THE FACE OF EVIL: FICTION, FILM, AND PHILOSOPHY
I have taught this class for over 5 years and at least twice each fall and winter semester so over 20 times, and I plan on continuing teaching variations of it for the foreseeable future. It is an excellent vehicle for teaching the following concepts: Free Will, Justice, Morality, Sacrifice, Ethics, Punishment, Terrorism, Heroism, Courage, and Moral Responsibility.
I often change the texts and in this version of the course I taught the following: Plato’s Apology, No Country for Old Men, The Reader, Frankenstein, Blade Runner, and The Dark Knight.
This unit combines these units at a discounted price - 20% off!
There are over 200 pages included - see the preview for more details or click the links below.
INCLUDED IN THIS UNIT ARE THE FOLLOWING:
➢ Two examples of visual notetaking on Plato’s Apology.
➢ Two examples of student Mind Maps from previous semesters.
➢ A class outline that includes a weekly schedule for an entire semester, links to articles, suggested schedule of assignments, course description, course objectives, teaching methods, and more.
➢ The following units from my TpT store:
➢ The Socratic Method
➢ Frankenstein and Blade Runner combined
➢ THE READER (four units combined)
➢ No Country for Old Men: entire novel - two units combined and more
➢ The Dark Knight: two units combined
➢ Socratic Seminar (ANY TEXT)
CCSS.ELA-Literacy.RL.9-10.1 Cite strong and thorough textual evidence to support analysis of what the text says explicitly as well as inferences drawn from the text.
CCSS.ELA-Literacy.RL.9-10.4 Determine the meaning of words and phrases as they are used in the text, including figurative and connotative meanings; analyze the cumulative impact of specific word choices on meaning and tone (e.g., how the language evokes a sense of time and place; how it sets a formal or informal tone).
CCSS.ELA-Literacy.RL.11-12.1 Cite strong and thorough textual evidence to support analysis of what the text says explicitly as well as inferences drawn from the text, including determining where the text leaves matters uncertain.
CCSS.ELA-Literacy.RL.11-12.6 Analyze a case in which grasping a point of view requires distinguishing what is directly stated in a text from what is really meant (e.g., satire, sarcasm, irony, or understatement).
CCSS.ELA-Literacy.RI.11-12.1 Cite strong and thorough textual evidence to support analysis of what the text says explicitly as well as inferences drawn from the text, including determining where the text leaves matters uncertain.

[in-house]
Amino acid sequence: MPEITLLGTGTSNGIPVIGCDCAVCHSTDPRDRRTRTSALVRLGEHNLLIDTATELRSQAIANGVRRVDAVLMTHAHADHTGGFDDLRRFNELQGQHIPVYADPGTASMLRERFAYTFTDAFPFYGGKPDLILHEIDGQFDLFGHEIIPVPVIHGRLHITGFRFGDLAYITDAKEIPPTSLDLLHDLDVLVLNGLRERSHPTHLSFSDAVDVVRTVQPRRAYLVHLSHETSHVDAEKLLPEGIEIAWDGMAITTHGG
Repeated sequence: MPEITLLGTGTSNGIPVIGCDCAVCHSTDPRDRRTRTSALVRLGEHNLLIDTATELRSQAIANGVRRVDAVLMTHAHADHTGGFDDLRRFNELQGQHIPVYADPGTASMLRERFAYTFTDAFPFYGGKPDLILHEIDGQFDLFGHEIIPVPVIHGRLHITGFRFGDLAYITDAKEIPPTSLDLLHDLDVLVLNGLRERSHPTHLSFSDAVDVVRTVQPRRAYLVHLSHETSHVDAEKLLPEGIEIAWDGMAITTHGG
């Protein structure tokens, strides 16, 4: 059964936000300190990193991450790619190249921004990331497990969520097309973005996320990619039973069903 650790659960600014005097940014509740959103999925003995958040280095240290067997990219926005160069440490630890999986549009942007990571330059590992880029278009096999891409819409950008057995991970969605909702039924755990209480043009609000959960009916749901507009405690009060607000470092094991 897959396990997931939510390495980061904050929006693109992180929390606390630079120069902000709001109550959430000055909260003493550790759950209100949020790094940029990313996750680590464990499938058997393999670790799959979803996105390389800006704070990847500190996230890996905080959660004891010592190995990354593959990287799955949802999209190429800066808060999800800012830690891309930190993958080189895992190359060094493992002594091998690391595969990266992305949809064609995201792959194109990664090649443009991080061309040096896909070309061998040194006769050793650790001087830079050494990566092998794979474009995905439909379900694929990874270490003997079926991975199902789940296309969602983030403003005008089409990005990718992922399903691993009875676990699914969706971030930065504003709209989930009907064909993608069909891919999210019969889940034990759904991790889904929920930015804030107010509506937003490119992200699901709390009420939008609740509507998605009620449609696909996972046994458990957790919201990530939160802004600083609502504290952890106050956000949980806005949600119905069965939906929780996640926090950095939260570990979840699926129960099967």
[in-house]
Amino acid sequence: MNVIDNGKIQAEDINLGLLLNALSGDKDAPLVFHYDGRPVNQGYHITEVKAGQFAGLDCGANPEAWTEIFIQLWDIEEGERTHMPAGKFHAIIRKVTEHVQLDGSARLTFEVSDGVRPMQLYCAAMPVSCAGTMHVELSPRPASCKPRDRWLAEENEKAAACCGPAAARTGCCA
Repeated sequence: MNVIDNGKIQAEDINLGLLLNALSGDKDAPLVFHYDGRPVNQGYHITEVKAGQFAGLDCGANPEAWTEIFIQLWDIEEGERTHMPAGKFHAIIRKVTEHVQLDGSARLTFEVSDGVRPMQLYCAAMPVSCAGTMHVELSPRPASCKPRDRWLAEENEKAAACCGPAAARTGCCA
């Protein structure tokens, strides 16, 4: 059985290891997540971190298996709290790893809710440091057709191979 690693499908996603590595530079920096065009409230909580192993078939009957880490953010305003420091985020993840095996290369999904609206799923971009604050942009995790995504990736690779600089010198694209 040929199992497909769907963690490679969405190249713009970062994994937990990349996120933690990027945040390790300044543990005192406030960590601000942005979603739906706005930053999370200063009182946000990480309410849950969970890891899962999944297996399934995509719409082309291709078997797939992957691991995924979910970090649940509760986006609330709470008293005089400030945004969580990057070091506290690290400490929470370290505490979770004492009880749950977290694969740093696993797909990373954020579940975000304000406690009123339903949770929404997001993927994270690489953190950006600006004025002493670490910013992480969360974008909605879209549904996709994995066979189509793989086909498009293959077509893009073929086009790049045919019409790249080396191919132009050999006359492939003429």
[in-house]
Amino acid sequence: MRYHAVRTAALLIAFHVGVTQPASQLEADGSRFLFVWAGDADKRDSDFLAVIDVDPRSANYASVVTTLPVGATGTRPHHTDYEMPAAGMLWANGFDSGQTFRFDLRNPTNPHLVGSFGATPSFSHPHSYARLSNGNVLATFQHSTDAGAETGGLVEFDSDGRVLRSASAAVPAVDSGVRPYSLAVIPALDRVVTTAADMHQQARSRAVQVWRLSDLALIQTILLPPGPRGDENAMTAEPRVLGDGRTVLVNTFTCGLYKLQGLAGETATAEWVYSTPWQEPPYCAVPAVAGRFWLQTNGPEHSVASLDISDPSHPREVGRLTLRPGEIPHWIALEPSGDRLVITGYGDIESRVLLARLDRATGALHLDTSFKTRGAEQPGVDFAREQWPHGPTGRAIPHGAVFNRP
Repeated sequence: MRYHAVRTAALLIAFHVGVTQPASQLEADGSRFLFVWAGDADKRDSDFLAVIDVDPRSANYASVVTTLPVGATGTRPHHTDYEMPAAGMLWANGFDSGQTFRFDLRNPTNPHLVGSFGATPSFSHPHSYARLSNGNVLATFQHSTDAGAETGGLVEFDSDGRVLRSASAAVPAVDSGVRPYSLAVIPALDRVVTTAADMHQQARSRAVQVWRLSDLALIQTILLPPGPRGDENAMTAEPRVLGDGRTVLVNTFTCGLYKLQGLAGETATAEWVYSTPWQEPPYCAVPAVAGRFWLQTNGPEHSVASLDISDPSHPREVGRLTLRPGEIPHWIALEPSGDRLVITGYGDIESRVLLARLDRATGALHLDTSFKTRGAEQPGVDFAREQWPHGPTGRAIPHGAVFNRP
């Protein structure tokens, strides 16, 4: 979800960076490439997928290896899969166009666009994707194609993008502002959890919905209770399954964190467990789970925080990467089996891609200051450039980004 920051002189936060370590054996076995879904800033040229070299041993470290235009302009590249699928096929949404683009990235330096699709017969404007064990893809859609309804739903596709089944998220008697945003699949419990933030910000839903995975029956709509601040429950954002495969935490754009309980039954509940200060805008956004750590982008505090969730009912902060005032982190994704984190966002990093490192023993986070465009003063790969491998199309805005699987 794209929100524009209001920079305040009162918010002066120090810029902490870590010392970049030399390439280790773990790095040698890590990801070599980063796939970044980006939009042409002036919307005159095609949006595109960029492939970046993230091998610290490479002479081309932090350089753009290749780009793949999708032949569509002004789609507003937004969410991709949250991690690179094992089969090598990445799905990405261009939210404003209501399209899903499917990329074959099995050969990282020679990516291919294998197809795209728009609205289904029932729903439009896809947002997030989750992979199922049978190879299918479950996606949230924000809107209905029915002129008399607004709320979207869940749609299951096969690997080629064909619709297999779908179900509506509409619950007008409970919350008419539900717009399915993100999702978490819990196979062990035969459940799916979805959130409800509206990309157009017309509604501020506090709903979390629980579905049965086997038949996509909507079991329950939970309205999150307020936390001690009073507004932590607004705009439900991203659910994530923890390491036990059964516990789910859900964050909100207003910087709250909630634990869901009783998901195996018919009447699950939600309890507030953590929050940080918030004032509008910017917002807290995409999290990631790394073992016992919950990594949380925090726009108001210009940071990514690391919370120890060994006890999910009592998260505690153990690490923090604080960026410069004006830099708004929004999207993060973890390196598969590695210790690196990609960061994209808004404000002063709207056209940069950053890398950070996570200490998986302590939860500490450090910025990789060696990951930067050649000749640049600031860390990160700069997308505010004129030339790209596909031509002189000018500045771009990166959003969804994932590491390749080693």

CCSS.ELA-Literacy.RI.11-12.3 Analyze a complex set of ideas or sequence of events and explain how specific individuals, ideas, or events interact and develop over the course of the text.
CCSS.ELA-Literacy.RH.9-10.4 Determine the meaning of words and phrases as they are used in a text, including vocabulary describing political, social, or economic aspects of history/social science.
CCSS.ELA-Literacy.RH.11-12.3 Evaluate various explanations for actions or events and determine which explanation best accords with textual evidence, acknowledging where the text leaves matters uncertain.
CCSS.ELA-Literacy.W.8.1 Write arguments to support claims with clear reasons and relevant evidence.
CCSS.ELA-Literacy.W.8.2 Write informative/explanatory texts to examine a topic and convey ideas, concepts, and information through the selection, organization, and analysis of relevant content.
CCSS.ELA-Literacy.W.9-10.1: W 11-12.1 Write arguments to support claims in an analysis of substantive topics or texts, using valid reasoning and relevant and sufficient evidence.
CCSS.ELA-Literacy.W.9-10.2: 11-12.2 Write informative/explanatory texts to examine and convey complex ideas, concepts, and information clearly and accurately through the effective selection, organization, and analysis of content.
CCSS.ELA-Literacy.W.11-12.9 Draw evidence from literary or informational texts to support analysis, reflection, and research.
The ELA Common Core State Standards require students to learn how to read texts carefully:
“As a natural outgrowth of meeting the charge to define college and career readiness, the Standards also lay out a vision of what it means to be a literate person in the twenty-first century. Indeed, the skills and understandings students are expected to demonstrate have wide applicability outside the classroom or workplace. Students who meet the Standards readily undertake the close, attentive reading that is at the heart of understanding and enjoying complex works of literature. They habitually perform the critical reading necessary to pick carefully through the staggering amount of information available today in print and digitally. They actively seek the wide, deep, and thoughtful engagement with high-quality literary and informational texts that builds knowledge, enlarges experience, and broadens worldviews. They reflexively demonstrate the cogent reasoning and use of evidence that is essential to both private deliberation and responsible citizenship in a democratic republic. In short, students who meet the Standards develop the skills in reading, writing, speaking, and listening that are the foundation for any creative and purposeful expression in language.” English Language Arts Standards | Home | English Language Arts
Keywords: Socratic Seminar; HOTS; High School; Non-fiction; Textual Analysis; The Great Books; Plato; Socrates; Critical Reading; Higher Order Thinking; philosophy; political philosophy; History; social studies; ELA; Literature; logic; CCSS; study guide
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